Hubbard Street Dance Chicago, performing at the Joyce last Thursday, is comprised of clearly talented dancers, with nary a technical misstep, but there was a certain abandonment missing from the night’s program – and the program itself suffered from a noticeably stronger first half.

Ohad Naharin’s Three to Max, a choreographic mash-up of some of his previous works, opened the program. The dancer’s precision and ability dance perfectly in unison was noteworthy; many of these movements are performed without counts and include abrupt directional and dynamic changes that happen without warning. The Hubbard Street dancers performed Mr Naharin’s twisty undulations and deep-pliéd spins with confidence and grace. This is an obviously well-rehearsed piece. In one section, the women in the company sat crab-like on their rears and supported themselves with their hands behind them, circling their pelvises slowly and evenly, often changing direction. Their unison was extraordinary – it was as if each pelvis were moving on one revolving dais.

Two duets stood out from this piece: the first, between Kellie Epperheimer and Jonathan Fredrickson, initially tricked me into believing that it would be just another prosaic boy-and-girl-manipulate-each-other-and-weight-share duet. (You’d think that by now I’d trust Mr Naharin’s exquisite and nuanced choreography enough to know that he will never give an audience something prosaic.) Weight shares and manipulation did exist, but in violent and aggressive ways, with little room to breathe and a beautiful sense of desperation.

The second duet – a sexually charged tango between two men, the very capable Pablo Piantino and Kevin Shannon – started out with just a hint of camp and quickly evolved into a striking vignette of intensity and partnering. This is dance at its most believable, when the choreography surpasses even the dancers themselves and all we see is pure, unfettered, delicious movement.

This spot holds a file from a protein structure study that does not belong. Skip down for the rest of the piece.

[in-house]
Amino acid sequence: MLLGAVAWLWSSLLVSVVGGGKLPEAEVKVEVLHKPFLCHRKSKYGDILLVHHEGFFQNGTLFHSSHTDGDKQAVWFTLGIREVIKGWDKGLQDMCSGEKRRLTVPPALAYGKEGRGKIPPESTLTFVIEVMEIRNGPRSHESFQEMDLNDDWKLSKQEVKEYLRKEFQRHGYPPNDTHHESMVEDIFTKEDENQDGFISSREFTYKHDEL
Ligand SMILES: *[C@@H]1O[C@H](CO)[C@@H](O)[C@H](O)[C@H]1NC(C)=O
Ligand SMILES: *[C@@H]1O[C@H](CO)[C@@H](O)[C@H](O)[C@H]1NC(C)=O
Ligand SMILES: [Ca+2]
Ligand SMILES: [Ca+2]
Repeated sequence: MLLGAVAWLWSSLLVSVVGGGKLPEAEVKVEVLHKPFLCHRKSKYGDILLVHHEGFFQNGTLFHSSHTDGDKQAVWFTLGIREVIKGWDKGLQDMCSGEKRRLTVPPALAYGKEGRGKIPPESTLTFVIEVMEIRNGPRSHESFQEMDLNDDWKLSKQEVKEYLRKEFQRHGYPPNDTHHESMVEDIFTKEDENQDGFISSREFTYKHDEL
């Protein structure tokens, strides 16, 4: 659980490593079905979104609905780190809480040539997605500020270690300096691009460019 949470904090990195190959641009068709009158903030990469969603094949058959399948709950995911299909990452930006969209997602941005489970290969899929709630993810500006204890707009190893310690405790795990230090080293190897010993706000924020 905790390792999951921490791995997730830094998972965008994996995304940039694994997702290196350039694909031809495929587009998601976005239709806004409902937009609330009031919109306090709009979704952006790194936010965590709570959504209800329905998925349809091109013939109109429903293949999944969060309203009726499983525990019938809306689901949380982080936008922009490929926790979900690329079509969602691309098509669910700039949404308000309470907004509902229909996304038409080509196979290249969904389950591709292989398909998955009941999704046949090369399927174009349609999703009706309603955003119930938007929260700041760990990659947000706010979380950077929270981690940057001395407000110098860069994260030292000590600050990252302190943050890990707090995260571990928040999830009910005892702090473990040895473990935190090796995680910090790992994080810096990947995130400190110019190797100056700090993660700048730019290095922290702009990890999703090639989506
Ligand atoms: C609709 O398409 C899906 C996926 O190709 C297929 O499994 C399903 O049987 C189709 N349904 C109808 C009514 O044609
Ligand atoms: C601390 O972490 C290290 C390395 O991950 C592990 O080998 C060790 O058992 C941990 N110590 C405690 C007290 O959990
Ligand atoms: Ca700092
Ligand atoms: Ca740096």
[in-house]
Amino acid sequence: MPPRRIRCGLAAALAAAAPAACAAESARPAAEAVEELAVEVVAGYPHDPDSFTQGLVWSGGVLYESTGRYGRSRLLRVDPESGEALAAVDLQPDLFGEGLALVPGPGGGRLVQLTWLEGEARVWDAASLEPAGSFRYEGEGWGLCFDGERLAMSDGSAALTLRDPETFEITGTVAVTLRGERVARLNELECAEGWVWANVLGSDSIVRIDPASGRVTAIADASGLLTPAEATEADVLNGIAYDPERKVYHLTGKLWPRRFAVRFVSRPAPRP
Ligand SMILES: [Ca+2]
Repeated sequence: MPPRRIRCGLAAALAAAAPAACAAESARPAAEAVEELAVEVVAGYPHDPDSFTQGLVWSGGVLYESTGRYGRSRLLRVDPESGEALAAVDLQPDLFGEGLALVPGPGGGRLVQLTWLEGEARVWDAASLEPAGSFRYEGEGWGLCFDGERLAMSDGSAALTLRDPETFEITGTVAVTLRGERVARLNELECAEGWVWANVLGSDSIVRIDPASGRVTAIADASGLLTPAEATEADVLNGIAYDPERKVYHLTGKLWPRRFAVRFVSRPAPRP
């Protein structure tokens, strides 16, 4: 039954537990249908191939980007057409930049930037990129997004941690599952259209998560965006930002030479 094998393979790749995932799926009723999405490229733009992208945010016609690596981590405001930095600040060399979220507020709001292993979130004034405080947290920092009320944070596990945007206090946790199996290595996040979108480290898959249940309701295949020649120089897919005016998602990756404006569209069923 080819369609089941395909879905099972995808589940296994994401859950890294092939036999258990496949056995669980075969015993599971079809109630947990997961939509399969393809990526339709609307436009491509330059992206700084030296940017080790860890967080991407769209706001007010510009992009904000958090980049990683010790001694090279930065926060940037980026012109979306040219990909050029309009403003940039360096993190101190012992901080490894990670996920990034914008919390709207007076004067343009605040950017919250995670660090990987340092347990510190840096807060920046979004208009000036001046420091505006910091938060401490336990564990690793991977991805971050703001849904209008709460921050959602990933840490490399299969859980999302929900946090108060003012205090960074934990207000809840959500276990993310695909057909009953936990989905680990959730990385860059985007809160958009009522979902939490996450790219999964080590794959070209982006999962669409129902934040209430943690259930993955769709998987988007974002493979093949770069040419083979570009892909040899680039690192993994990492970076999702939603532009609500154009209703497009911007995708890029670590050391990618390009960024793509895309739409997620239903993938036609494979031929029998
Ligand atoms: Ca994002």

I was disappointed, however, by the final section of the piece. As the dancers come forward, one at time in three separate lines, each presents some part of his or her body or abilities as an offering to the audience – but in the most defiant manner possible. And while each of these dancers could hold my attention with what they brought downstage, from extreme flexibility to spurts of impressive breakdancing, it seemed a more selfish display of virtuosity and less a complete abandonment of form and rigor. Their hearts weren’t quite on their sleeves; their hearts were still inside their shirts.

Mats Ek’s Casi-Casa was the second and final piece on the program, and when juxtaposed with Mr Naharin’s work, it seemed a bit of a predictable and occasionally too-literal letdown. Although Mr Ek’s themes feel similar to that of Mr Naharin, his use of props and ecstatically flinging bodies leaves little room for varied interpretations. It’s hard to watch a group of women stomping on stage with vacuum cleaners and not think that they are all portraying the stereotypically unfulfilled housewife. (Though their attack is quite nice.)

Again, the duets were highlights of the piece. A first-love-esque pairing between the sublime Jacqueline Burnett and Mr Fredrickson (once more) was the least trite it could be and made interesting use of a door. A domestic duet involving a stove and danced by Alejandro Cerrudo and Ana Lopez was impassioned and tinged with an appropriate amount of believability.

But in the end, Mr Ek’s work pales too much in comparison with the energetic realism of Mr Naharin, though the Hubbard Street dancers are adept and nuanced interpreters of each.